New Zealand flag New Zealand: Economic outline

Economic Outline

Economic Indicators

Thanks to exemplary pandemic management, New Zealand rebounded quicker than many other advanced economies. This resilience bolstered economic activity, complemented by robust investment and consumption, facilitated by generous fiscal and monetary support. However, after considerable policy tightening, the economy slipped into a technical recession, witnessing a 0.1% quarter-on-quarter (seasonally adjusted) decline in real GDP in 2023Q1, following a 0.7% drop in GDP in 2022Q4. For the year as a whole, the IMF estimated growth at 1.1% due to deteriorating terms of trade, elevated debt servicing costs, and subdued consumer sentiment amid declining house prices and a soft labor market. Growth is expected to stay restrained in 2024 (1%) as the impact of monetary tightening unfolds fully, before accelerating to 2.1% in 2025 (IMF).

In May 2023, the government disclosed its revised plan to attain a fiscal surplus by the fiscal year ending June 2026 (FY26), postponing it by a year from the initial schedule. This adjustment was prompted by a less optimistic economic growth and tax revenue outlook, alongside 0.7% of GDP attributed to fiscal costs related to recent floods. Additionally, the government allocated an additional cumulative 1.5% of GDP for the implementation of a new National Resilience Plan. The government deficit was estimated at 5.4% of GDP in 2023 by the IMF; it should remain at the same level this year and decrease to 3.4% by 2025. The debt-to-GDP ratio, at 46.1% last year, is expected to follow an upward trend, reaching 49.9% in 2024 and 52.3% in 2025, as per the IMF. Consumer price inflation began to ease in Q2/2023, averaging an estimated 4.9% over the year. It should return within the Reserve Bank of New Zealand’s 1–3% target range in 2024 (at 2.7%, IMF). Economic challenges include dependence on foreign investment, high household and corporate debt, reliance on Chinese demand, insufficient skilled workers, low R&D, and a shortage of housing. The economy is also vulnerable to international commodity prices, particularly dairy and meat. Strong public funds have been allocated to the reconstruction of roads, railways, and the KiwiBuild Programme.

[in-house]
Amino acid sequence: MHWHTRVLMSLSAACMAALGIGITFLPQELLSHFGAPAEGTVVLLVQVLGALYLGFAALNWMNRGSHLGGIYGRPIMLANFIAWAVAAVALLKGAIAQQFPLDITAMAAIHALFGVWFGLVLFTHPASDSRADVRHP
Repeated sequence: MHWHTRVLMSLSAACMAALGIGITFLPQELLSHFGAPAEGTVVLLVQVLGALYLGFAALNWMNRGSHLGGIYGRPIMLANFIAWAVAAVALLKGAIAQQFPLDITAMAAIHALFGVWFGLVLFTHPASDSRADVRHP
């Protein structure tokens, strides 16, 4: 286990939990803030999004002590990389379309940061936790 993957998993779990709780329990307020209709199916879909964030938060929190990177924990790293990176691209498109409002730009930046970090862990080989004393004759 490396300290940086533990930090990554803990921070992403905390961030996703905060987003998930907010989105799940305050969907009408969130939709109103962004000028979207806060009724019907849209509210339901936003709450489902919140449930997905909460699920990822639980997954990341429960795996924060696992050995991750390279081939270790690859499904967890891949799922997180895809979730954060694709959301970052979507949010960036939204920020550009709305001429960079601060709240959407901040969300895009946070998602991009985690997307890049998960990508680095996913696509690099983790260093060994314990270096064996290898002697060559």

Labor market conditions remain tight, characterized by record high labor force participation and negligible slack, evidenced by historically low levels of unemployment and underemployment rates. This scenario has led to upward pressure on wages, especially within the services and construction sectors. While the recent surge in migration has alleviated some labor market strain, expectations for wage growth, particularly in the short term, remain elevated. Unemployment was estimated at 3.8% in 2023, from 3.3% one year earlier. It is forecast to increase to 4.9% this year (IMF). Some key social issues faced by the New Zealand government include dealing with an ageing population and increasing health care costs, boosting employment and household incomes, and increasing housing affordability.

Main Indicators 20222023 (E)2024 (E)2025 (E)2026 (E)
GDP (billions USD) 242.35249.04257.63266.77277.69
GDP (Constant Prices, Annual % Change)
GDP per Capita (USD) 47,28447,53748,53149,64551,049
General Government Balance (in % of GDP) -5.1-4.9-4.2-2.8-1.9
General Government Gross Debt (in % of GDP) 47.245.947.448.748.8
Inflation Rate (%)
Unemployment Rate (% of the Labour Force)
Current Account (billions USD) -21.27-17.08-15.53-14.27-13.31
Current Account (in % of GDP) -8.8-6.9-6.0-5.4-4.8

Source: IMF – World Economic Outlook Database, 2016

Note: (e) Estimated Data

Monetary Indicators 20162017201820192020
New Zealand Dollar (NZD) - Average Annual Exchange Rate For 1 GBP 1.941.811.931.881.98

Source: World Bank, 2015


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Latest Update: May 2024